Keeping up with the major stories in mobile is the job of mainstream and larger niche publications. Keeping up with off-shoots on those stories, as well as notable smaller points that sometimes gets missed by those larger sites is what the Carnival of the Mobilists serves towards. The Carnival of the Mobilists (CoM, @themobilists) is a weekly collection of writings from around the web speaking on whatever was notable in the past week in mobile technology. This can take the form of posts, interviews, and even the occasional video blog. In addition, each week sees the CoM hosted on a different website. This week, its my turn, and I’m sure that the collection of posts will not only get you thinking a bit more critically about mobile, but will also provoke you to contribute your piece for a future CoM.
With that said, let’s get into the contributions that made it into this week’s collection.
The User Experience Matters
Lynette Anthony from My Tech Blog shares a review of the redesigned user interface for Foursquare and how many design decisions have hindered her use of the service. Some interesting implcations to take in here for UI/UX folks who might be redesigning primary interface features around what is popular, versus what works best functionally, versus what defines the brand’s experience.
Geoff Ballinger from Reflections on Things Mobile offers a look at SMS services and the STOP/Stop command that isn’t as universal as it probably should be. Besides another trip down the road of a bad user experience (UX) for consumers of mobile services, there’s a question to carriers and their practices that comes into question when reading for their simpler offerings.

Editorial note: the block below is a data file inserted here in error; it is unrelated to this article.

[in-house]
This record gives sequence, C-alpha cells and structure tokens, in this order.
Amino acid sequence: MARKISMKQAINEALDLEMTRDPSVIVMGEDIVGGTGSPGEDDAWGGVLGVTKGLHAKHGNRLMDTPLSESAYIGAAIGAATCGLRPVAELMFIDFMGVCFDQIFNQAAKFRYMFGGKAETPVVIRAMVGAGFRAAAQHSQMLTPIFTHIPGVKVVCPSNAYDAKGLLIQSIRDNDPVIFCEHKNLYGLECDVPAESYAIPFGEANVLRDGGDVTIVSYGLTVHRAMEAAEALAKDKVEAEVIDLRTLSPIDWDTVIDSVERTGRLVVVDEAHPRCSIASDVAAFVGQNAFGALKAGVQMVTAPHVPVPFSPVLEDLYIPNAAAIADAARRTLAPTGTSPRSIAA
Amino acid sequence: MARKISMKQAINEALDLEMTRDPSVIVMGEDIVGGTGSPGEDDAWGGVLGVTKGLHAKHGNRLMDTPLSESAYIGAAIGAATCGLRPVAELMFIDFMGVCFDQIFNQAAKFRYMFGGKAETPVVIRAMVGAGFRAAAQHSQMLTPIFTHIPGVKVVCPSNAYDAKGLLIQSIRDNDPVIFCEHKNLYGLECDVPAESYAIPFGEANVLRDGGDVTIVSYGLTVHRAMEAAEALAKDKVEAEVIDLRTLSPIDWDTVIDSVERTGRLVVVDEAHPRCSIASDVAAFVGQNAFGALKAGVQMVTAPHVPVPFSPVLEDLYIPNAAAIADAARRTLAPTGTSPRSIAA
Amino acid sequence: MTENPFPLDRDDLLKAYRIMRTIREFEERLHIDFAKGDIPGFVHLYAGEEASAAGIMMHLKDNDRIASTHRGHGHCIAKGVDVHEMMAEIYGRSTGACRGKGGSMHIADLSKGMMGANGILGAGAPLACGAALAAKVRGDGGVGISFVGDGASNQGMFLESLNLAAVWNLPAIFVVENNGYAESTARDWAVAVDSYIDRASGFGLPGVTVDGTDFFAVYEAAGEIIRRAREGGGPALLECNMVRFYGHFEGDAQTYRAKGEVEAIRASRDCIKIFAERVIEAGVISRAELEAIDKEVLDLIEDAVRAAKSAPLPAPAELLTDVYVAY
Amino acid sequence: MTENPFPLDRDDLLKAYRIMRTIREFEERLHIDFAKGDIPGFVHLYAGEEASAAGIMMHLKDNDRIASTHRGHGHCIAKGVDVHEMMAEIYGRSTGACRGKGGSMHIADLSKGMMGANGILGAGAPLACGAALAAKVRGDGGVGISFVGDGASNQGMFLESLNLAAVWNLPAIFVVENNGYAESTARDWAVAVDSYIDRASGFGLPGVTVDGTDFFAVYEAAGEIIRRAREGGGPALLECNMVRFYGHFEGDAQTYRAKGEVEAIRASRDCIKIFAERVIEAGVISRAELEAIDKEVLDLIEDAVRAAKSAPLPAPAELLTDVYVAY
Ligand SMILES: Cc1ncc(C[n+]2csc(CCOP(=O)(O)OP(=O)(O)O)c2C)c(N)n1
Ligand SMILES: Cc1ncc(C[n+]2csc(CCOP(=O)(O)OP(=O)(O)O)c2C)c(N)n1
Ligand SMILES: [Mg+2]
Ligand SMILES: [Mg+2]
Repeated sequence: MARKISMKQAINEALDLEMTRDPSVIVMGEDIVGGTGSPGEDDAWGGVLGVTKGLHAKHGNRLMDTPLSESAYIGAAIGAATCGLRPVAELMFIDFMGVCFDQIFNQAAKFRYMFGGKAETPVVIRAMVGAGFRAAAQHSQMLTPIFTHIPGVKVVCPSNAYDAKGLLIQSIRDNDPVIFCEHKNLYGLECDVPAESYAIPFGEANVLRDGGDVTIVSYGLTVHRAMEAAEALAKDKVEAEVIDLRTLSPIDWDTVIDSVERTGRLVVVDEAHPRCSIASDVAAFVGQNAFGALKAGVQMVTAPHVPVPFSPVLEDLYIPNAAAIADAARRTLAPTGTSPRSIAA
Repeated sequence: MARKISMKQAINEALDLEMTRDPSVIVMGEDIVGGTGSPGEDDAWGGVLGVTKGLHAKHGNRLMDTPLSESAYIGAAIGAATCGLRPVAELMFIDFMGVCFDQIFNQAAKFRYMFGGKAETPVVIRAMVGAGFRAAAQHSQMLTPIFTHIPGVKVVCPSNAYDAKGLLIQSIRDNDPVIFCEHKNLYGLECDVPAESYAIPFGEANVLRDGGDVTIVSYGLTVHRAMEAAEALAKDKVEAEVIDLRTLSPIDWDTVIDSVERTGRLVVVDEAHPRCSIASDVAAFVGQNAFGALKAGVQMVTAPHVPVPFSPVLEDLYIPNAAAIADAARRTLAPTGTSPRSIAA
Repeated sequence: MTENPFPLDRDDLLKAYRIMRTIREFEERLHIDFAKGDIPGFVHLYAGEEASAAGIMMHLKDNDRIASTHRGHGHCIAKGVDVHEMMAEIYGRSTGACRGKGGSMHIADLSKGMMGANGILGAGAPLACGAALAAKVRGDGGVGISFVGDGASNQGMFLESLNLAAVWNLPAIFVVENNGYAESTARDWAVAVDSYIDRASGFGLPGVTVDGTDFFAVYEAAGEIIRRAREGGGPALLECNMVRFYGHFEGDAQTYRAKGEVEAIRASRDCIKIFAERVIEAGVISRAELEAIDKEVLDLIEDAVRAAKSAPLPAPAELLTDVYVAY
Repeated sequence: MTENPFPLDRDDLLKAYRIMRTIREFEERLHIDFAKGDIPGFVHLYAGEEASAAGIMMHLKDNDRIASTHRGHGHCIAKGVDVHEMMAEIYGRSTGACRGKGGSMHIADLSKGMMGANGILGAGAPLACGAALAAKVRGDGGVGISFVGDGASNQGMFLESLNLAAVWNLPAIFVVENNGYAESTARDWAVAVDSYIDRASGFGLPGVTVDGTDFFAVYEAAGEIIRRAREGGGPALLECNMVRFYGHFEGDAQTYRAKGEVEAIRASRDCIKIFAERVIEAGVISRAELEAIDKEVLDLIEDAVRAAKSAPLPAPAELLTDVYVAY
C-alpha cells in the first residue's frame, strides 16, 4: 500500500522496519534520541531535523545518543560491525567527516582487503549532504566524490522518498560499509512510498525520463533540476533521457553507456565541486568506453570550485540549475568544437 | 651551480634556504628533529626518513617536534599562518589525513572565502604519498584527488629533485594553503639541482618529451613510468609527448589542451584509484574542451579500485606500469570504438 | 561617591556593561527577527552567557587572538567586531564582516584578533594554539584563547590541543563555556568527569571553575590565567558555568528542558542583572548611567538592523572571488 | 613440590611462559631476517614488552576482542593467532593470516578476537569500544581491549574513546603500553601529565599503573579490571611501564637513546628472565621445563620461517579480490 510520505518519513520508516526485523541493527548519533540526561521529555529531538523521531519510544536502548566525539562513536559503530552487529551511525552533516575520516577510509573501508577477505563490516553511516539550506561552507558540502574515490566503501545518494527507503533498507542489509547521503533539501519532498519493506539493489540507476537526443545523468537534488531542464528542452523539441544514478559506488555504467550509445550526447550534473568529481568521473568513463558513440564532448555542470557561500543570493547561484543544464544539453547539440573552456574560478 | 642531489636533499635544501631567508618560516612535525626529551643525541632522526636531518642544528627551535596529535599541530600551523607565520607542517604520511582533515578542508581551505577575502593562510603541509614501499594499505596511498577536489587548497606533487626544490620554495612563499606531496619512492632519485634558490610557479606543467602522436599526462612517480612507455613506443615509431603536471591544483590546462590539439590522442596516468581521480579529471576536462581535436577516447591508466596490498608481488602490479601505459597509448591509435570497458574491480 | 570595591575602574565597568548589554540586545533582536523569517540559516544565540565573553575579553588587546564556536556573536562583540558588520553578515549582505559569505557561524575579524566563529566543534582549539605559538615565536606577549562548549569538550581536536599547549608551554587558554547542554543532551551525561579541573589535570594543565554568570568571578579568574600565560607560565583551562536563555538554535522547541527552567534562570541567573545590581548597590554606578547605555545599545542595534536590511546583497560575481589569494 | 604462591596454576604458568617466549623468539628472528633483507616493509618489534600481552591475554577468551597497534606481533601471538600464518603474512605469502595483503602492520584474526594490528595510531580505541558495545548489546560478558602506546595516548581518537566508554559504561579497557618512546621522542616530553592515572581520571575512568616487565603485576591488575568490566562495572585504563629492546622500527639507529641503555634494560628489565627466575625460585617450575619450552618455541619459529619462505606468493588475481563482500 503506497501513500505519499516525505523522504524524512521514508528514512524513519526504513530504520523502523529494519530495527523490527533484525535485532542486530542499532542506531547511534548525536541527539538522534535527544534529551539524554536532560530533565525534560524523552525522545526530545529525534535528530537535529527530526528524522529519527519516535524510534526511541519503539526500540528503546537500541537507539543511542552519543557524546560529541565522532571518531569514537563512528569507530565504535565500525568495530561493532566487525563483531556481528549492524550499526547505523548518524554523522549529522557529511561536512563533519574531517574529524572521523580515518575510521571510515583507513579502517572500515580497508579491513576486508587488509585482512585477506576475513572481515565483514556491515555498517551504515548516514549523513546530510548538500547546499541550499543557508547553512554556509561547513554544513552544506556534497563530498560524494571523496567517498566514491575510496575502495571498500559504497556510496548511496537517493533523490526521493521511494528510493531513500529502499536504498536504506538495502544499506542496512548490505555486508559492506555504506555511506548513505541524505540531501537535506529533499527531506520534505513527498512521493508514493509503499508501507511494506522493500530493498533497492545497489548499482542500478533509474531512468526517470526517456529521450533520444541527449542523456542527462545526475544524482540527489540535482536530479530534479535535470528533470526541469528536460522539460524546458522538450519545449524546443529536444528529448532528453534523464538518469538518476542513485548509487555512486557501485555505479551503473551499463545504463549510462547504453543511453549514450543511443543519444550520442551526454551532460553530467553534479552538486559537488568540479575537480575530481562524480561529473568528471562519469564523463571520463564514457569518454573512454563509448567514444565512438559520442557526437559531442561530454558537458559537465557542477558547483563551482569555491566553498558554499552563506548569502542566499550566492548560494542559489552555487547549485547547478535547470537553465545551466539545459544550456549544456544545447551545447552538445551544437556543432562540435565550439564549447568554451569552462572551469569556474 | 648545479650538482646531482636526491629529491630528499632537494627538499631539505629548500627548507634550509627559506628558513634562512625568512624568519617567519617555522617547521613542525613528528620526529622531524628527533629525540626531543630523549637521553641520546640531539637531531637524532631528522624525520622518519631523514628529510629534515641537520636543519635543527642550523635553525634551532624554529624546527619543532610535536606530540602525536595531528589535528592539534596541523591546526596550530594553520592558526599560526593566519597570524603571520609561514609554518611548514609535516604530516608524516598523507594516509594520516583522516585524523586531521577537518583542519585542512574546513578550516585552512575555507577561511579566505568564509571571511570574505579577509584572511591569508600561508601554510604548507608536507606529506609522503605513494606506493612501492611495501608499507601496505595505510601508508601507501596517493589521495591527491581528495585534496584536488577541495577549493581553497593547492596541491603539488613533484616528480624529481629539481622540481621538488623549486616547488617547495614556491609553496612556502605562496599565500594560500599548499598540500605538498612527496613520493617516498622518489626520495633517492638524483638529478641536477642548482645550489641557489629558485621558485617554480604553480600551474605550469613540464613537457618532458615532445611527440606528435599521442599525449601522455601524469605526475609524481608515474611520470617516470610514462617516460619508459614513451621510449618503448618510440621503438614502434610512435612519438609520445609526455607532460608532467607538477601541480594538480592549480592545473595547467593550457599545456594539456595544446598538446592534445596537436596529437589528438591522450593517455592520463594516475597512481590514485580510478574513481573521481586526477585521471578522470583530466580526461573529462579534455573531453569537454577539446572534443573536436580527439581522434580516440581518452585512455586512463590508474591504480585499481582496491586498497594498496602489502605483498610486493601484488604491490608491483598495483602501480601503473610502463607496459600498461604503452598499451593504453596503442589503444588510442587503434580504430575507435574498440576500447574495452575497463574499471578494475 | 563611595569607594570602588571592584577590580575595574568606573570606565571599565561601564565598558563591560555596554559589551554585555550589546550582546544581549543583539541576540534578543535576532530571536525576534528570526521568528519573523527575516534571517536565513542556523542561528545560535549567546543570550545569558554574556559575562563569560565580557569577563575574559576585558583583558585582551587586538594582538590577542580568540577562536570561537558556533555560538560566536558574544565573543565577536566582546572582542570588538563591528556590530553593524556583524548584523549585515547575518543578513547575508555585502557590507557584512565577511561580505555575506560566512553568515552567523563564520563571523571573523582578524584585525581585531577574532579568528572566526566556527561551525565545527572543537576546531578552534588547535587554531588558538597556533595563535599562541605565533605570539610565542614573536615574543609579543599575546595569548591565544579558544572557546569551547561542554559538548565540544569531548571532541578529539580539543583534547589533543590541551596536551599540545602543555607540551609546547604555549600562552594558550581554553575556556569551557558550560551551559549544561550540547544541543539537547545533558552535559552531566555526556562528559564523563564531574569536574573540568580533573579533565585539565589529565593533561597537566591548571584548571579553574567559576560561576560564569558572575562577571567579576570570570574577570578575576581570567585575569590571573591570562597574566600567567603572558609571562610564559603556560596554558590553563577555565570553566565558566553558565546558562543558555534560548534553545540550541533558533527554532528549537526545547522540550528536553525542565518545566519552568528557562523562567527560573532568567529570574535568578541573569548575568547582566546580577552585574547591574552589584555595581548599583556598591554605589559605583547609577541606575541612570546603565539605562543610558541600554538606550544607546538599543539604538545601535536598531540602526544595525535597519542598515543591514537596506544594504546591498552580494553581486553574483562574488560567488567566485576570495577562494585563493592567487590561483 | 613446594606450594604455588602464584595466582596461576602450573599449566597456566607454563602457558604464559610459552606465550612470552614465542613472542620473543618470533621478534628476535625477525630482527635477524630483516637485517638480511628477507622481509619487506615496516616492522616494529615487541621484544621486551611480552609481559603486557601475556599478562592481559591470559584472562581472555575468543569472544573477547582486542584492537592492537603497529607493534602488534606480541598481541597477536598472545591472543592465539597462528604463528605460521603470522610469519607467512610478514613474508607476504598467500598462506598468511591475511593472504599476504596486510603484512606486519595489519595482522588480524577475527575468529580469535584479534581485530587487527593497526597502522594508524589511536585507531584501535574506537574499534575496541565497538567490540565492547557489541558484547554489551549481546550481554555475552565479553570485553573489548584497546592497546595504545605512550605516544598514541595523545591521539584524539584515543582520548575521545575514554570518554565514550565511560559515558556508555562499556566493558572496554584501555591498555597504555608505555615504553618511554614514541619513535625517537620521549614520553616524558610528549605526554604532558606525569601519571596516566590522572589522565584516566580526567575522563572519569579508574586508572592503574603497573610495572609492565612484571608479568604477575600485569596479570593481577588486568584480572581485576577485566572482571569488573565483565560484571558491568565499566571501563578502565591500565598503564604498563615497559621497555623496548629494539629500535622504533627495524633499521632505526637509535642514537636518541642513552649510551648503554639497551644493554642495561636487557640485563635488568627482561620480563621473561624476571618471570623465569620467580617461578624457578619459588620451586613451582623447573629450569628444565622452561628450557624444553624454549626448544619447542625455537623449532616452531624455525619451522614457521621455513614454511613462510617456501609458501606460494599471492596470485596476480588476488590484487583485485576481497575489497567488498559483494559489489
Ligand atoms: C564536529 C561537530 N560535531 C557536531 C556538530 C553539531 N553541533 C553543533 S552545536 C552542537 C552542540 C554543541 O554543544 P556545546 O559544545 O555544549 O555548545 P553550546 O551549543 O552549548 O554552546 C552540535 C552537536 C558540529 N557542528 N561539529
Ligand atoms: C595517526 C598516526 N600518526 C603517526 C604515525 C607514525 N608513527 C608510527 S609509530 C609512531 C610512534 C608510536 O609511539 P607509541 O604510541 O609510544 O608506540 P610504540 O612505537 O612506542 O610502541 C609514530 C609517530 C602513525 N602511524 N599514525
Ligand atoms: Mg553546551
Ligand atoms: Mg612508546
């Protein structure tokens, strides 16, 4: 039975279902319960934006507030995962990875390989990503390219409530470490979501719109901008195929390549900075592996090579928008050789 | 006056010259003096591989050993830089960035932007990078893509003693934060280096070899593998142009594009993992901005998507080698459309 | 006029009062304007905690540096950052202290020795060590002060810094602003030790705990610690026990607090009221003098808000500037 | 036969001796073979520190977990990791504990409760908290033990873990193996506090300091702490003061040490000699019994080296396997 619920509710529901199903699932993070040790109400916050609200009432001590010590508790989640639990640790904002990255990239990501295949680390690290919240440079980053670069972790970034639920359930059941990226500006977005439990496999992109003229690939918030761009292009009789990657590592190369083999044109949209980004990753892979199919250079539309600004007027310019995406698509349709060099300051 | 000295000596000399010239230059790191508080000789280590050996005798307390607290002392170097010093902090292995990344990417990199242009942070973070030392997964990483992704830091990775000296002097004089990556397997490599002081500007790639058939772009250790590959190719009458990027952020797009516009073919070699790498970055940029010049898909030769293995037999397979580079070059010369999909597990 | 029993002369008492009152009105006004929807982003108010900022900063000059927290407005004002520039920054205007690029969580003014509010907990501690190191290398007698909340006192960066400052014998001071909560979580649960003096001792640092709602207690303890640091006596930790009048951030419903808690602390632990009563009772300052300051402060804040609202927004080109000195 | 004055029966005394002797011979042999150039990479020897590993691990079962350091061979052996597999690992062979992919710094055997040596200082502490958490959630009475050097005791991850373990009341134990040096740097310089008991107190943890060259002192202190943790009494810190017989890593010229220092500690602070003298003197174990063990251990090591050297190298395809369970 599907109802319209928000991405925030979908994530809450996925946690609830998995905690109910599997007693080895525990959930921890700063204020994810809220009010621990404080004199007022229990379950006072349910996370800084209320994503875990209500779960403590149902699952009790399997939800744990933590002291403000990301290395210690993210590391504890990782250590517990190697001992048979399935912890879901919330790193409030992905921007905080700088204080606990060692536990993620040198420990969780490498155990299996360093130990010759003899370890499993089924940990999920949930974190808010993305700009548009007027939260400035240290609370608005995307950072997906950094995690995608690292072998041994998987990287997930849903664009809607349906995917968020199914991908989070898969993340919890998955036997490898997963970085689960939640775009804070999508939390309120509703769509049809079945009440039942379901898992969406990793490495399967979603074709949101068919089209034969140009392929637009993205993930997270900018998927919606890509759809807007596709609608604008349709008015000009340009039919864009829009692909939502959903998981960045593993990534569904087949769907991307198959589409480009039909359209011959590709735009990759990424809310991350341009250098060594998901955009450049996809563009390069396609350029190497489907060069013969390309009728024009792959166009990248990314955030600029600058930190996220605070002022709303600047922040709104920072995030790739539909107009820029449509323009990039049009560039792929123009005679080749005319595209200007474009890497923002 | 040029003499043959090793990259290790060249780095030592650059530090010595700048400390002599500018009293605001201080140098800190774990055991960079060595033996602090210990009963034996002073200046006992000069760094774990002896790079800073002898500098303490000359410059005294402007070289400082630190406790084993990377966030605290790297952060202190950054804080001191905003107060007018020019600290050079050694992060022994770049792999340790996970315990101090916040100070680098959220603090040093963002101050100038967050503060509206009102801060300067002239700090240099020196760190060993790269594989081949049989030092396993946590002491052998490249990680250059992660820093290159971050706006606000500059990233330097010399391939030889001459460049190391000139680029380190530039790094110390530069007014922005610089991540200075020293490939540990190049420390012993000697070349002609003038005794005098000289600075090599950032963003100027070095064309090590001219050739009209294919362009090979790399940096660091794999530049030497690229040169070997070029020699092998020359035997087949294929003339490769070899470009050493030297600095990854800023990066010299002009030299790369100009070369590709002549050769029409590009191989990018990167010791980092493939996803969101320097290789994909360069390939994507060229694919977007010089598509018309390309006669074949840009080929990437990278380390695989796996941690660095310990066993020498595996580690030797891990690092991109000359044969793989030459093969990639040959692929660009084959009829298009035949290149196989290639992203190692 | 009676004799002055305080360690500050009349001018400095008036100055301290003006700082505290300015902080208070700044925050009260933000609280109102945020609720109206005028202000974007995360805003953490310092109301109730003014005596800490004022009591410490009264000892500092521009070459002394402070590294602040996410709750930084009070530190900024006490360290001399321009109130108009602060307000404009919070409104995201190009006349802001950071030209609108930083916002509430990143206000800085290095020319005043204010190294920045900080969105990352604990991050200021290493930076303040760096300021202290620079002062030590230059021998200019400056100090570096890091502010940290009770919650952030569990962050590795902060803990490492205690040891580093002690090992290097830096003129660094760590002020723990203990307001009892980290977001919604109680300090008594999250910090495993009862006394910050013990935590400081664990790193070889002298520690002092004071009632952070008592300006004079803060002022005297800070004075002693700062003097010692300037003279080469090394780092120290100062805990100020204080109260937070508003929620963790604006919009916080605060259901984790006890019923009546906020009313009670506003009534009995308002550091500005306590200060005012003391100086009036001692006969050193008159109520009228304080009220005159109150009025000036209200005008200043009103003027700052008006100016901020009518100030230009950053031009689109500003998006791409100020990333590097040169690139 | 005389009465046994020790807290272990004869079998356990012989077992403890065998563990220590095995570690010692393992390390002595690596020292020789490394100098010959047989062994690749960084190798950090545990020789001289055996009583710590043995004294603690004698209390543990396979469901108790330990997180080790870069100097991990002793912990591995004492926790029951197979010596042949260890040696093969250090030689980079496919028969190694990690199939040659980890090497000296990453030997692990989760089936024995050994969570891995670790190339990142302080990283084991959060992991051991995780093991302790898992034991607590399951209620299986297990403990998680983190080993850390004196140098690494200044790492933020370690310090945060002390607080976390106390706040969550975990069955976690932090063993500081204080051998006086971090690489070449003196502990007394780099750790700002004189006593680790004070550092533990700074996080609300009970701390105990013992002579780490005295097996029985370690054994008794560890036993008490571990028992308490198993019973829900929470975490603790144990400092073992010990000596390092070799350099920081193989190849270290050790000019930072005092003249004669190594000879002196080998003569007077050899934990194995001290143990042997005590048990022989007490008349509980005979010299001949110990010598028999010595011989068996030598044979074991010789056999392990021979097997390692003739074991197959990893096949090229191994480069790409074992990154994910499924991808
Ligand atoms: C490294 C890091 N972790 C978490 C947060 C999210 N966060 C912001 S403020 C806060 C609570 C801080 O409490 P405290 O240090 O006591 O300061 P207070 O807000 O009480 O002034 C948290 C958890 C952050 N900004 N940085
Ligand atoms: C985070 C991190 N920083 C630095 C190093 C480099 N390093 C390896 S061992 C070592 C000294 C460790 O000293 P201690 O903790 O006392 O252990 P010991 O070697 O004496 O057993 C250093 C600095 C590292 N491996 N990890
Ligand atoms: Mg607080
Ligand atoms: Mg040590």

Peggy Ann Salz from Mobile Groove brings probably the most sensible approach to mobile that I’ve read yet – pay attention to how people use their mobiles, and then develop the services and features to that use, rather than directing the mobile user into a funnel which might be more disruptive to their expectations or the task at hand. Hands down, my post of the week.
Falls, Features, and Factors of Nokia
Tomi Ahonen from Communities Dominate Brands takes us all into the deep end of mobile with a summation of the market death/destruction of Nokia since the Feb 2011 "Burning Platforms" memo. What’s probably more interesting here is that there was probably a point last fall where Nokia could have recovered from this, but if the numbers and pictures Tomi paints maintain, 165+ years of a Finnish way of working, living, and connecting people will vanish.
Oren Levine from Mobile in DC was a long-time Nokia (Symbian) smartphone user who left and has now returned to the brand with the Lumia 800. Despite some notable missing features (all of which I share in dismay), the overall impressions do make you wonder some why Nokia has had some trouble getting more of these into folks’ hands.
Christian Lindholm of Moving Experiences (and formerly of Nokia) talks about how part of Nokia’s present failures in mobile can be attributed to missing the emotional factor that people have with their mobiles. To one end, Nokia instigated that emotional affair, but haven’t moved fast or clean enough in the direction of an emotional accessory, not just a communicative one. Then again, Nigel Scott’s (Excapite) observation of what else was missing (via a comment I posted), also points to the many factors of failures that are only seen once the game is over.
Media, Publishing, and Beyond Text
Mark Ramsey of Mark Ramsey Media points out what many have been noticing recenttly about the challenges older media channels are having when it comes to adapting to the participatory aspects of Internet and mobile media channels. However, Mark skillfully points out here that mobile has a long way to go in terms of being profitably taken advantage of as TV and radio have; big opportunities, if someone doesn’t try and repeat the methods of the media prior.